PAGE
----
The kingdom of heaven is like a man whose never been a missionary to a foreign land. He’s never set left home to go across the world. But. He does love his neighbor. He does care for the sick. He does have hospitality for the stranger. And when they ask him, why, he says, “Because of what Jesus has done for me.”
Third, Rejoice that your name is written in heaven. Jesus says this after the disciples have come back. They have seen with their eyes what their faith has always grasped in, and they are rejoicing to see the fruit of their labor right before their eyes. They got to command spirits, and they came out, command diseases and they were done... can you imagine what it would be like to hear your prayers answered immediately and with power!
And not only that, Jesus is rejoicing in this too. He exults that Satan is falling like lightning from heaven in this moment. He is happy alongside of them, but then he closes our text.
Rejoice that all the disciples did in their day was preparation so that Jesus Christ could be overcome by darkness. All that they did to bind Satan that day was so that Satan could have a field day with the Son of God. All that they did for others that day was so those others could gather as the crowd that would scream “Crucify him, Crucify him!” on Good Friday.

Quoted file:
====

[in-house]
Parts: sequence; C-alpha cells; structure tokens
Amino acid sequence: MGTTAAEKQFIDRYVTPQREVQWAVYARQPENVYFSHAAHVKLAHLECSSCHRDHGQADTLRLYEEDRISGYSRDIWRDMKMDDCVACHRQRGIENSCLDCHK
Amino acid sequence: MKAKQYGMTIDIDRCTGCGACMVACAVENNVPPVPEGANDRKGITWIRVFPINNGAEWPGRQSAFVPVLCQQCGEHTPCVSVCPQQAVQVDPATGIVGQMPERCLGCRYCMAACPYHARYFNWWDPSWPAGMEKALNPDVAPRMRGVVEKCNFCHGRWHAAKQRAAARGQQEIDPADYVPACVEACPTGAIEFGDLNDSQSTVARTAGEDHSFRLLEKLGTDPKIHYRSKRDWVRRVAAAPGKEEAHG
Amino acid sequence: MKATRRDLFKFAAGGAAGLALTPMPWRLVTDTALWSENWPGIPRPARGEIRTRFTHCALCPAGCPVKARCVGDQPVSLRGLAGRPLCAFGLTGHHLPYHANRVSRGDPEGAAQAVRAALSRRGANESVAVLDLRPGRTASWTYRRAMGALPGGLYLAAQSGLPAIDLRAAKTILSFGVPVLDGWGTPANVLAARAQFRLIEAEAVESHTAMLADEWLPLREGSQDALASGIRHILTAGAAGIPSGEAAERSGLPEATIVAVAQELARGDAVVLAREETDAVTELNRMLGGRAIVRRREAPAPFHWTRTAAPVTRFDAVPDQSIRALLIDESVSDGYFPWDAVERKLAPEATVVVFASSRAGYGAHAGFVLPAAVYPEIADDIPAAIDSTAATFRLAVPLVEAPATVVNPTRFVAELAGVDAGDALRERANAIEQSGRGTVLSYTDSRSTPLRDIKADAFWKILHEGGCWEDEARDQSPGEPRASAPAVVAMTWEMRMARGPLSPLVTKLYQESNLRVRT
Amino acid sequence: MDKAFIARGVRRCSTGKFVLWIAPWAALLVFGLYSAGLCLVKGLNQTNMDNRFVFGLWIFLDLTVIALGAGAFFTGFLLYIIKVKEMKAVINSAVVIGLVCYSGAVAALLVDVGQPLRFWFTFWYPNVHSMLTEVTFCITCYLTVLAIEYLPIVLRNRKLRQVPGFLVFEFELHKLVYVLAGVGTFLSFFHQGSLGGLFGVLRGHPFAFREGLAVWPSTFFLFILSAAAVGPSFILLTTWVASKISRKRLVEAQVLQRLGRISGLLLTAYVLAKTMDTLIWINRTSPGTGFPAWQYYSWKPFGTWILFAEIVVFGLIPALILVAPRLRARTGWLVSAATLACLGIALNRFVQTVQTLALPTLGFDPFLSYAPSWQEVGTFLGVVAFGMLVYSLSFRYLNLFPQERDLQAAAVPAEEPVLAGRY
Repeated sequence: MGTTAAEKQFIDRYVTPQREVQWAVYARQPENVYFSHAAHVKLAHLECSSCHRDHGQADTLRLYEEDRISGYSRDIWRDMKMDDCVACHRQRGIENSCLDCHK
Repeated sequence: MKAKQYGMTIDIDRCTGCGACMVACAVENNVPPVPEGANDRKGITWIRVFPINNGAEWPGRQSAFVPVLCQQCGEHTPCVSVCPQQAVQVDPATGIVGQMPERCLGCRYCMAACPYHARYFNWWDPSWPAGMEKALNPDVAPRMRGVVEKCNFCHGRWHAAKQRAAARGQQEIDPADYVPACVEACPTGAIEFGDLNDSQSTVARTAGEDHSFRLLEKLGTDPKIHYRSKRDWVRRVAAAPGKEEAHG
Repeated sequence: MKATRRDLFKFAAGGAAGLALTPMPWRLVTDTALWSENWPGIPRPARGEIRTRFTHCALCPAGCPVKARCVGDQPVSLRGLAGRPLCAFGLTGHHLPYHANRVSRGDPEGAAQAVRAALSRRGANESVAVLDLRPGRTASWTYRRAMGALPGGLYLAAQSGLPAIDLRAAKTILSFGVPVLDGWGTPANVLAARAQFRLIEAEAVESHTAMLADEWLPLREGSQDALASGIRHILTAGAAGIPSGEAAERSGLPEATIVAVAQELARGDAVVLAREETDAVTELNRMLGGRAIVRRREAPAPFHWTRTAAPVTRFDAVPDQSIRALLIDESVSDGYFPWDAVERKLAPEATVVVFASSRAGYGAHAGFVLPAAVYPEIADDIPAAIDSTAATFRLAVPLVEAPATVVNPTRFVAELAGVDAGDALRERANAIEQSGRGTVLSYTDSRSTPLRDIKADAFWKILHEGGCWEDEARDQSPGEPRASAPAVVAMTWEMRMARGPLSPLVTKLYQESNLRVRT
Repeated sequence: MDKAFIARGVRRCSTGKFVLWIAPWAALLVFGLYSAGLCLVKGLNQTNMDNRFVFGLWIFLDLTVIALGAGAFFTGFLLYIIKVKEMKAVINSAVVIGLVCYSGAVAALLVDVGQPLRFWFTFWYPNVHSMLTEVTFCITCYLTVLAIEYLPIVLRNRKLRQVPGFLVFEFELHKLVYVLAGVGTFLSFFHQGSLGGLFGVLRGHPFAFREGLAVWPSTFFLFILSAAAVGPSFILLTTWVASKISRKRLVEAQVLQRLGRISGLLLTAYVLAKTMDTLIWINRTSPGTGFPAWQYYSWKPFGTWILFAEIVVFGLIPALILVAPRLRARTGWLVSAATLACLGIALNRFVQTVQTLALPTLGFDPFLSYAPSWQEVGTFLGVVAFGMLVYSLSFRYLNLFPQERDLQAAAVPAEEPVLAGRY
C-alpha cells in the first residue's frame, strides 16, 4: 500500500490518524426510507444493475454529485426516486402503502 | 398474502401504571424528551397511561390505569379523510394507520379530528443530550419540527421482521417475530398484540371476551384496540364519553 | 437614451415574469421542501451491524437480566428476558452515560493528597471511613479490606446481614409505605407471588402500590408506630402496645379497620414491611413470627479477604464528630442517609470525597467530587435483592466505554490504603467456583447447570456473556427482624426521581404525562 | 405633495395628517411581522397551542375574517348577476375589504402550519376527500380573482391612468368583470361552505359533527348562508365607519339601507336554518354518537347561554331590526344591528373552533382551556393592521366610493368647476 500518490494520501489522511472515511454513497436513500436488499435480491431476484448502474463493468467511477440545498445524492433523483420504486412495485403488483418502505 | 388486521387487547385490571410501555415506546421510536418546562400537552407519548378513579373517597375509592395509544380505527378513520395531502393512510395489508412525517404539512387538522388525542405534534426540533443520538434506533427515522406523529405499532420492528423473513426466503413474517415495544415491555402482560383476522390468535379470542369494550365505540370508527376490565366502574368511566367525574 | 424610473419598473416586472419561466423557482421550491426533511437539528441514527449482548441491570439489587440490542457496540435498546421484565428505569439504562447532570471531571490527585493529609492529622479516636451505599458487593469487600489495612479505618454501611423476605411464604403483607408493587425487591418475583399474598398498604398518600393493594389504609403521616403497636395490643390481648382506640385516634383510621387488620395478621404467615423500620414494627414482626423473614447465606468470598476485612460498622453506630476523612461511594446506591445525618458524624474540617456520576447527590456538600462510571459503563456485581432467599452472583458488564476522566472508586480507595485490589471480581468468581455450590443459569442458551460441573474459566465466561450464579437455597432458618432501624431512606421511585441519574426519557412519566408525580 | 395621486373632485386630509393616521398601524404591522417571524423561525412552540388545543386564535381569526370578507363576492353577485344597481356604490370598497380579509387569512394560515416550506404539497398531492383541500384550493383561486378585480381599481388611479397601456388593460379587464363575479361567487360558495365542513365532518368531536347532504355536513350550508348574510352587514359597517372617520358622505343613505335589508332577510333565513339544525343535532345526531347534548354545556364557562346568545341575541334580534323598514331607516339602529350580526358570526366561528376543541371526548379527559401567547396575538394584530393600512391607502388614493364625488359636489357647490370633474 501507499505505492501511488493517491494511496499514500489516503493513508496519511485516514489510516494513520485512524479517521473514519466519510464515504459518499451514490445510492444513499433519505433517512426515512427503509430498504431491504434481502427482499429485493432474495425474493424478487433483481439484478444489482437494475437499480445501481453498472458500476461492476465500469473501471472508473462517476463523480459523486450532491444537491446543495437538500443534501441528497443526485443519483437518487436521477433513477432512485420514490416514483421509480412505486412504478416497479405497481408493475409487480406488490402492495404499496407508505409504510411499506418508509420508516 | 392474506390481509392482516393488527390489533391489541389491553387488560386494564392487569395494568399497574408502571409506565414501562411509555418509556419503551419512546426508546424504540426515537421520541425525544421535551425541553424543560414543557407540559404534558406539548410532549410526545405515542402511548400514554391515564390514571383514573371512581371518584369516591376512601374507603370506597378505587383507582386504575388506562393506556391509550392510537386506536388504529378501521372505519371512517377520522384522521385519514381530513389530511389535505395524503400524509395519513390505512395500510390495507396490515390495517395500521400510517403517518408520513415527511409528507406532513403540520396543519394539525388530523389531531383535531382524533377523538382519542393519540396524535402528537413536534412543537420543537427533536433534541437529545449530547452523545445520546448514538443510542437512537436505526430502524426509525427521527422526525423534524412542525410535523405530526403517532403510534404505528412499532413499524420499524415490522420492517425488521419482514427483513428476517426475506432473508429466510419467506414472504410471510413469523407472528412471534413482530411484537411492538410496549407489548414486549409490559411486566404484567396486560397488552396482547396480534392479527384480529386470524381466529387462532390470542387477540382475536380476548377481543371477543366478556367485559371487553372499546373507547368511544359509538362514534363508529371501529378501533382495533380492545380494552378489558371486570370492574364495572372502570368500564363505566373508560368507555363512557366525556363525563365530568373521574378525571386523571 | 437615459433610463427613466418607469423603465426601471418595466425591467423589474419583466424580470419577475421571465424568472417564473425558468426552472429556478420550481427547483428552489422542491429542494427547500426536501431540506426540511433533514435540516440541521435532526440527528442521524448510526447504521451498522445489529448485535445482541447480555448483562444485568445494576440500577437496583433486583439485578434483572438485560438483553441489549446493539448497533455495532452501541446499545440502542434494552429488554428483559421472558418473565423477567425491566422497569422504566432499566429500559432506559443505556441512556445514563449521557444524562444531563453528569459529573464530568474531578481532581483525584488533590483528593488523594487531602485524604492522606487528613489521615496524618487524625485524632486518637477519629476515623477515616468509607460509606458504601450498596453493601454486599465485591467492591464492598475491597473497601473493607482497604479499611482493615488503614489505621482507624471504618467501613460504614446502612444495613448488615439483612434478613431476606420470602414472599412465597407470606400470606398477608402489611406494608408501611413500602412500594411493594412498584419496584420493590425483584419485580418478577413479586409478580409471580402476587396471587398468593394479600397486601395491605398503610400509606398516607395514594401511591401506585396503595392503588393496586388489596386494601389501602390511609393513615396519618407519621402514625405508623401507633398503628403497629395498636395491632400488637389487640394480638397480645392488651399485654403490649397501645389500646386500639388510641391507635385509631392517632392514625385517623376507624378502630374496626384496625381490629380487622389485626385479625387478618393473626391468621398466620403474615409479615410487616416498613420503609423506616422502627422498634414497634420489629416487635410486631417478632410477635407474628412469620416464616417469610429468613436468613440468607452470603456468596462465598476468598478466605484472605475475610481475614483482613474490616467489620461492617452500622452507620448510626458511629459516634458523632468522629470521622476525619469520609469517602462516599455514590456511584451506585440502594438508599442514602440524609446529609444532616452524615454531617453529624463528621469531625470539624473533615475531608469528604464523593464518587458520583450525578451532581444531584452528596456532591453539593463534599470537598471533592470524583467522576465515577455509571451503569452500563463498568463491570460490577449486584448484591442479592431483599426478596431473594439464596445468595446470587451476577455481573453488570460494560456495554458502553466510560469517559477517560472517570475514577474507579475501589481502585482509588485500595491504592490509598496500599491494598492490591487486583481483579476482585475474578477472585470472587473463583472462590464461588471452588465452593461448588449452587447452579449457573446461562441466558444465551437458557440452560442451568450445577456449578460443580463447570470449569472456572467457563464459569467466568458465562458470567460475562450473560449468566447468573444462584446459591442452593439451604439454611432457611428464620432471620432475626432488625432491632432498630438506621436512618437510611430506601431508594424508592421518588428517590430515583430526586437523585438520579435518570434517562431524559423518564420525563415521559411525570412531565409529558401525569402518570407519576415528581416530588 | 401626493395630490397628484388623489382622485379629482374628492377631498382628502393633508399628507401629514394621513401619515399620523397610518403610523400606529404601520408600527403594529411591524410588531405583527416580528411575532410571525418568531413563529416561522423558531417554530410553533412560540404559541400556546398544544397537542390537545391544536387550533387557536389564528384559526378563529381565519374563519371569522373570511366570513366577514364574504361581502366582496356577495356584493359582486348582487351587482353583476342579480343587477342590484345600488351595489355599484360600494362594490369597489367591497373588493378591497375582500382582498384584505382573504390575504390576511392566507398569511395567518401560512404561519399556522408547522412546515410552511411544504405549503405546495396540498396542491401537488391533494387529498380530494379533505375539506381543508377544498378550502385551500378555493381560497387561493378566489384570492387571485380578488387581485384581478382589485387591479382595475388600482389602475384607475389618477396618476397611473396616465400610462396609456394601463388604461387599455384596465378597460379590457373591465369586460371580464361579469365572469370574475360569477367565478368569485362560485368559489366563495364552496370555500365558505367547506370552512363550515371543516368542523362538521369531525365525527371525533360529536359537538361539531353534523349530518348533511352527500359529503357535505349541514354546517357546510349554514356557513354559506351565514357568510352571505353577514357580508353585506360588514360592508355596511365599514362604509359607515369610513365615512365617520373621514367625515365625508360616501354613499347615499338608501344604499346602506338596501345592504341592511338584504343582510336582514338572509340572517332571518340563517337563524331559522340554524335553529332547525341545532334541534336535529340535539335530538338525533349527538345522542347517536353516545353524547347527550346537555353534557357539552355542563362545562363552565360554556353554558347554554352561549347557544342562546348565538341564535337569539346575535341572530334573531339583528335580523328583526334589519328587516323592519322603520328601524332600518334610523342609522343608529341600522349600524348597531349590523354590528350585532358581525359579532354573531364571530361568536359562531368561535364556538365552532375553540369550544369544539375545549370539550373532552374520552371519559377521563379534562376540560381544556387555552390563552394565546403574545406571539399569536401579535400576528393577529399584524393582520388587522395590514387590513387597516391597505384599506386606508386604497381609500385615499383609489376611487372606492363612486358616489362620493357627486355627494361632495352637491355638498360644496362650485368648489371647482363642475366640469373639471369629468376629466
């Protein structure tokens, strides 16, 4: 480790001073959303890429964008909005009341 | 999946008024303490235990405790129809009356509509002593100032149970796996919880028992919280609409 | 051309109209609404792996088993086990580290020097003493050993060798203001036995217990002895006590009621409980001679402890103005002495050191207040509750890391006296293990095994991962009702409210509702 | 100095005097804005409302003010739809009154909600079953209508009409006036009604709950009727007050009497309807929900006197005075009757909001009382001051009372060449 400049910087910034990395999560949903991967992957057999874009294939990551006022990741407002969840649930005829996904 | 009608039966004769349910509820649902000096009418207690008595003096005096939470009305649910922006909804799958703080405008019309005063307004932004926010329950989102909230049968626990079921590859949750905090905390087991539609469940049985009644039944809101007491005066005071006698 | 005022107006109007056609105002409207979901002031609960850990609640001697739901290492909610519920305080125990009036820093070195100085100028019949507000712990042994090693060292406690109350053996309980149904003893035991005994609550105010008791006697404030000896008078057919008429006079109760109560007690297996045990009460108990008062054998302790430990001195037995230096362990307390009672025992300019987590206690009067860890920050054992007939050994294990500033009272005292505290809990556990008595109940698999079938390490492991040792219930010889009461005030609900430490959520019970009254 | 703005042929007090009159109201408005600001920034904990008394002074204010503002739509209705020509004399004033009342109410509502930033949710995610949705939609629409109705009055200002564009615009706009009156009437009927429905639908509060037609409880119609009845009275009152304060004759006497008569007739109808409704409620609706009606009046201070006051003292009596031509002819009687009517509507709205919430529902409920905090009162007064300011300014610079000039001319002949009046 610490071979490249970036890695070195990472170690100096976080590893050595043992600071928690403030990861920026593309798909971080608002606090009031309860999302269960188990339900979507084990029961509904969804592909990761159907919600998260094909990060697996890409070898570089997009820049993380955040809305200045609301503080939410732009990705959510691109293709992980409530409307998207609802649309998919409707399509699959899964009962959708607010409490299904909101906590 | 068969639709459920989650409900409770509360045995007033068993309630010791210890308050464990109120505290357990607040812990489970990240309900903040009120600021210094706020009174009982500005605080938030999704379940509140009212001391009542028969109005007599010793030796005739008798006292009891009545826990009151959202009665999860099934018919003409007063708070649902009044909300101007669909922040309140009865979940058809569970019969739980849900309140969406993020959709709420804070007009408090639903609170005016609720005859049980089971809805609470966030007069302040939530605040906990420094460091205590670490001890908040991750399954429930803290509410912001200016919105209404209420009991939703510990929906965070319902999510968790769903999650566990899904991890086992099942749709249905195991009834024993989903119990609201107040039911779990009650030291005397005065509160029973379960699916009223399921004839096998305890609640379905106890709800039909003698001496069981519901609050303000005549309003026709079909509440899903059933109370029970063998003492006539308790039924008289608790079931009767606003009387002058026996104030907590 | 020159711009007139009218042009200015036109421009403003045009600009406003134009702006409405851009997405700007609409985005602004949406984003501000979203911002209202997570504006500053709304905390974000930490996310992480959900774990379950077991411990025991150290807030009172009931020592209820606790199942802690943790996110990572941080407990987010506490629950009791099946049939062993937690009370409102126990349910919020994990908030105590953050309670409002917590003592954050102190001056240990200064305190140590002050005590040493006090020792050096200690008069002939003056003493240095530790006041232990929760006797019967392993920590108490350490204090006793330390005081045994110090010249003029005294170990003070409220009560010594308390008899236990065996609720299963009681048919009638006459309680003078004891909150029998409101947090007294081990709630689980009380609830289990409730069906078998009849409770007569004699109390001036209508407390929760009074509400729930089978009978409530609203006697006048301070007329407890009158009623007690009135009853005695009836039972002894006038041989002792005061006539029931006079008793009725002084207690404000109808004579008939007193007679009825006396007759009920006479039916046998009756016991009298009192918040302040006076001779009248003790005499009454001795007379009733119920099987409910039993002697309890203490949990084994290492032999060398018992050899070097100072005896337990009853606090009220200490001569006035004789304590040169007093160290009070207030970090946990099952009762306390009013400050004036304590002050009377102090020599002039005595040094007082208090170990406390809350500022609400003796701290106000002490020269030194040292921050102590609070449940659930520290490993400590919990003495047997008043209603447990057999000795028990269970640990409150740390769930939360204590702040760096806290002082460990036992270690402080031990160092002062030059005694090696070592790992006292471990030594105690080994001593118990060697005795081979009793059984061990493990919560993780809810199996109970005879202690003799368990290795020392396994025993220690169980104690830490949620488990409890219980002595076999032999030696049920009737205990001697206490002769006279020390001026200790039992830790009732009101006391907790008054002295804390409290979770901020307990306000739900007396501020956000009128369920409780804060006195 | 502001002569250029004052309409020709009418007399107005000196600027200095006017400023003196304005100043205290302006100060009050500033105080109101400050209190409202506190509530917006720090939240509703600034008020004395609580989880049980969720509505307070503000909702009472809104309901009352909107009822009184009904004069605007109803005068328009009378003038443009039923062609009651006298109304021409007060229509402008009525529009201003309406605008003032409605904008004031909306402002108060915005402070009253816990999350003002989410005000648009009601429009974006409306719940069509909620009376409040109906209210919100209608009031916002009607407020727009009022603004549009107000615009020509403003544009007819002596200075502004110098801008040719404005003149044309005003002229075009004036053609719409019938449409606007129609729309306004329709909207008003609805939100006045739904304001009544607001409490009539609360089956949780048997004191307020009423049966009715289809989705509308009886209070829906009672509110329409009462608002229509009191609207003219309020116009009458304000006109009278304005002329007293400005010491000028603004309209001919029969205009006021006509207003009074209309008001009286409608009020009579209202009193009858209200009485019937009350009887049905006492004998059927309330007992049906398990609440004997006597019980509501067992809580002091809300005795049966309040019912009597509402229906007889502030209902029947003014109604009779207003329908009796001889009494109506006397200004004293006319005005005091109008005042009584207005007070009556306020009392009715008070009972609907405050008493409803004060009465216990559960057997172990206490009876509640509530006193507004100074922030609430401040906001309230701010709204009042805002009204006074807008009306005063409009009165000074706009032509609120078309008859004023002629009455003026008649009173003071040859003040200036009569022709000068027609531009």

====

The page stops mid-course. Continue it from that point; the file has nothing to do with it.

Rejoice in this: that the Son of God has overcome more than we can imagine in a way that we can hardly fathom. Rejoice in this, not so much in your strength, nor in your intellect, not even in the fact that when you pray, the Lord answers and even binds spirits in the name of Jesus. But rejoice that you are baptized and through simple water with God’s word, an act more precious than all of the disciples casting out all diseases happened. You were made a son and daughter of the Most High God.
Rejoice that every time you pronounce forgiveness to your neighbor, every time your pastor forgives you, with the ears of faith, you are hearing the chains of Satan fall away and people are set free.
The kingdom of heaven is like a large church in a small town where much can be done, every day. There are more opportunities to serve than there are people who can fill them. And faced with overwhelming need, that church rejoices. Rejoices that the mission they are sent on is from their Savior. Rejoices that they can spend their effort doing things of significant, that sometimes they see the end of. But mostly they rejoice that their names are written in the book of heaven.
Amen and amen.
Roland Krienke Funeral Sermon
Roland Krienke Funeral Sermon
July 5, 2019